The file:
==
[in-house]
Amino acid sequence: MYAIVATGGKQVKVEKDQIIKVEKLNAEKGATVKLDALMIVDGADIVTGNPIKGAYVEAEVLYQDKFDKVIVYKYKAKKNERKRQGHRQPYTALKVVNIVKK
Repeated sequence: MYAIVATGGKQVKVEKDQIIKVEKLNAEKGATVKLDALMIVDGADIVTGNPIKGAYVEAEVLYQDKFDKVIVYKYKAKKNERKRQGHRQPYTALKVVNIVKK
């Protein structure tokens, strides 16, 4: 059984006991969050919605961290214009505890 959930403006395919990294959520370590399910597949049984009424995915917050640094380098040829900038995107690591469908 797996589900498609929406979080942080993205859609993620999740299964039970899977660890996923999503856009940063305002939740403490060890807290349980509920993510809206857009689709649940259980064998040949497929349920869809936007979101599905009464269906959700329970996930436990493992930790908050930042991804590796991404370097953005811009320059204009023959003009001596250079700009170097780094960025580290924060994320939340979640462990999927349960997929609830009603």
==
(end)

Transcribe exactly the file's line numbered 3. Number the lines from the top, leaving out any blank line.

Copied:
Repeated sequence: MYAIVATGGKQVKVEKDQIIKVEKLNAEKGATVKLDALMIVDGADIVTGNPIKGAYVEAEVLYQDKFDKVIVYKYKAKKNERKRQGHRQPYTALKVVNIVKK